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Cyclopedia of Biblical, Theological and Ecclesiastical Literature
(or Peccator), the supposed ( name of a compiler who, towards the middle of the 9th century, published the famous collection of canons known as the Pseudo-Isidorian. (See CANONS); (See DECRETALS). It is pretty generally conceded that this writer lived in the dominions of Charles the Bald, but his real name is a matter of doubt. As for his collection, it is evidently based on that of Isidore of Seville, numerous copies of which. were at the time circulating in France; but it contains besides a vast number of apocryphal additions. Some of these pieces had already been in circulation for years, and they were not all made up by the Pseudo-Isidore. The collection of capitularies of Benedict Levita, a deacon of Mayence (who has by some been considered as the author of the Pseudo-Isidorian collection), which was written about 840, contains already numerous extracts of the fictitious documents of the work of Mercator. They circulated at first only in Southern France. They remained unknown in Spain until the 16th century, and in Germany and Italy but few copies of them are to be found. They are compiled from the histories of Rufinus and Cassiodorus, the Liber Pontificalis, the works of the fathers, decisions of the councils, regular decretals, the Bible (which, according to Richter, he quotes from the Vulgate, revised by Rhabanus Maurus), and, finally, the Roman law, of which he possessed a compendium in the Visigoth language. These two latter circumstances go far to prove that the writer must have been either a native, or at least, at the time, a resident of France. Mavence has sometimes been considered as the place where the pseudo-decretals were written, and Riculf or Otgar, archbishops of that city, or even Benedict Levita, above alluded to, as their author; but this seems unlikely, the more since Rhabanus Maurus, who succeeded Otgar in 847, appears entirely unacquainted with their existence. It must have been written about the middle of the 9th century, for it contains the decrees of the council held at Paris in 829, shows a knowledge of Rhabanus Maurus's work against the chor-bishops written in 847-849, and was first made public at the Synod of Chiersy in 857. The history of this collection has never been fully traced out; much may perhaps be done for it by a careful comparison of the numerous MS. copies of it which are still extant. Among these copies, one of the most important is the — Codex Vaticanus, No. 630, written in 858- 867. It is thought that the Capitula Angilrami, another apocryphal document of canon law, must also be considered as the work of the so- called Isidore Mercator. See, besides the works already referred to under DECRETALS (See DECRETALS), Centuriatores, Ecclesiastica historia, vol. 6, cap. 7, and vol. 3, cap. 7; Blondel, Pseudo-Isidorus et Turrianus vapulantes; Van Espen, De Collectione Isidori, Opera, vol. 3; Zaccaria, Antifebronio, vol. 1, diss. 3; Spittler, Gesch. des canonischen Rechts, p. 243; Kunstmann, Fragmente ü ber Pseudo-Isidor (Neue Sion, 1855); Gfrorer, Untersuchung. ü ber Alter. Ursprung und Zweck d. Dekretalen d. falschen Isidorus (Friburg, 1848); Same, Gesch. d. Carolinger, 1, 71; Rosshirt, Zu den Kirchenrechtlichen Quellen u. z. den Pseudo-lsidorischen Decretalen (Heidelberg, 1849); Hoefer, Nouv. Biog. Gé neralé, 16, 71; Mlilman. Latin Christianity, 2, 370 sq.; Herzog, Real-Encyklop. 12, 337; Hefele, in Wetzer und Welte, Kirchen-Lex. 8. 859. (J. H. W.)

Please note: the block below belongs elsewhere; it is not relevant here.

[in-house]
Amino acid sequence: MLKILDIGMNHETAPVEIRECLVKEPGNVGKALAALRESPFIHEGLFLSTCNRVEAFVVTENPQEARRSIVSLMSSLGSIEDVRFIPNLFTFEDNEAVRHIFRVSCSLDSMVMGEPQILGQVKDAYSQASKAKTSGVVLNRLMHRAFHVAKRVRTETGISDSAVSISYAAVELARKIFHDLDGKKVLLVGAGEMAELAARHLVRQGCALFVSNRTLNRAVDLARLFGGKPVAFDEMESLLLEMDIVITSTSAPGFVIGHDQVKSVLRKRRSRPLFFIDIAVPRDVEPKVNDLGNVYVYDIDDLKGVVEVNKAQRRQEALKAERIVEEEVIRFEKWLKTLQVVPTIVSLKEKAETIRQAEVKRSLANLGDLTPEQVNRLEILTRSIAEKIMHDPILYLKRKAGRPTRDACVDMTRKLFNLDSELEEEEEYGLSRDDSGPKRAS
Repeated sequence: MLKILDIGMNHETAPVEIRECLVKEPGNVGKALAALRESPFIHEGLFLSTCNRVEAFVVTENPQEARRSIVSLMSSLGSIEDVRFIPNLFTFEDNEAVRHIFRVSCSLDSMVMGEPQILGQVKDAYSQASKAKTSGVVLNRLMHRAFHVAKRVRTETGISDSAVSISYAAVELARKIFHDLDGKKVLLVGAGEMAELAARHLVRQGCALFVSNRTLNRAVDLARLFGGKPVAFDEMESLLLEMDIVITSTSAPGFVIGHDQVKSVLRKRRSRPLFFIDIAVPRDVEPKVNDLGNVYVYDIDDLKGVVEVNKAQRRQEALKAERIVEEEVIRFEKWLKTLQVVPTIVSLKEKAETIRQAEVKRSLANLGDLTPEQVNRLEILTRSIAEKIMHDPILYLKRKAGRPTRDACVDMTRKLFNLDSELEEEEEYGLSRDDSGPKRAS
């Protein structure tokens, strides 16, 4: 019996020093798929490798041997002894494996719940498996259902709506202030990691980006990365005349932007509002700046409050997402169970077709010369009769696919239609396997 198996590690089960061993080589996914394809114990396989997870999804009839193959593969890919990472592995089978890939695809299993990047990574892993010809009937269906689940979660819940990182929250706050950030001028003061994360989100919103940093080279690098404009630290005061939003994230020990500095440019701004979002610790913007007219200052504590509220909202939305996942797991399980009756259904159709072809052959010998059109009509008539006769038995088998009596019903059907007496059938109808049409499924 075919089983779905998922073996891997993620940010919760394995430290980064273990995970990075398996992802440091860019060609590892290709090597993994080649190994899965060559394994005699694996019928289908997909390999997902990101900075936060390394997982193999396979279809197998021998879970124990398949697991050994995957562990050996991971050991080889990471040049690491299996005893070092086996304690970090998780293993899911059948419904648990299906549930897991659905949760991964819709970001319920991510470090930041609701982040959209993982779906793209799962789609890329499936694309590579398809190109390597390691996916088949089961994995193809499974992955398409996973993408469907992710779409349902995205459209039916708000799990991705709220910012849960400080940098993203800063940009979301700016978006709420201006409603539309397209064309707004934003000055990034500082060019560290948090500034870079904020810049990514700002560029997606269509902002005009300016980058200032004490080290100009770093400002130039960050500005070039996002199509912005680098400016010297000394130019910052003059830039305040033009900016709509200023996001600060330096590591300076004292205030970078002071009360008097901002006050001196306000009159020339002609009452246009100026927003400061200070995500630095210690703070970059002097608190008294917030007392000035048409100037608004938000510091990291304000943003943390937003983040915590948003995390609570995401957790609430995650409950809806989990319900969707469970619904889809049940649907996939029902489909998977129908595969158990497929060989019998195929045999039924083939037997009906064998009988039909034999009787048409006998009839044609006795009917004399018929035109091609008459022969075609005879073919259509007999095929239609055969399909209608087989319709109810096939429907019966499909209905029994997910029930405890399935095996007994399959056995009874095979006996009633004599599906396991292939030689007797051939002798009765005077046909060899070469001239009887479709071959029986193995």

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McClintock, John. Strong, James. Entry for 'Isidore Mercator'. Cyclopedia of Biblical, Theological and Ecclesiastical Literature. https://www.studylight.org/encyclopedias/eng/tce/i/isidore-mercator.html. Harper & Brothers. New York. 1870.
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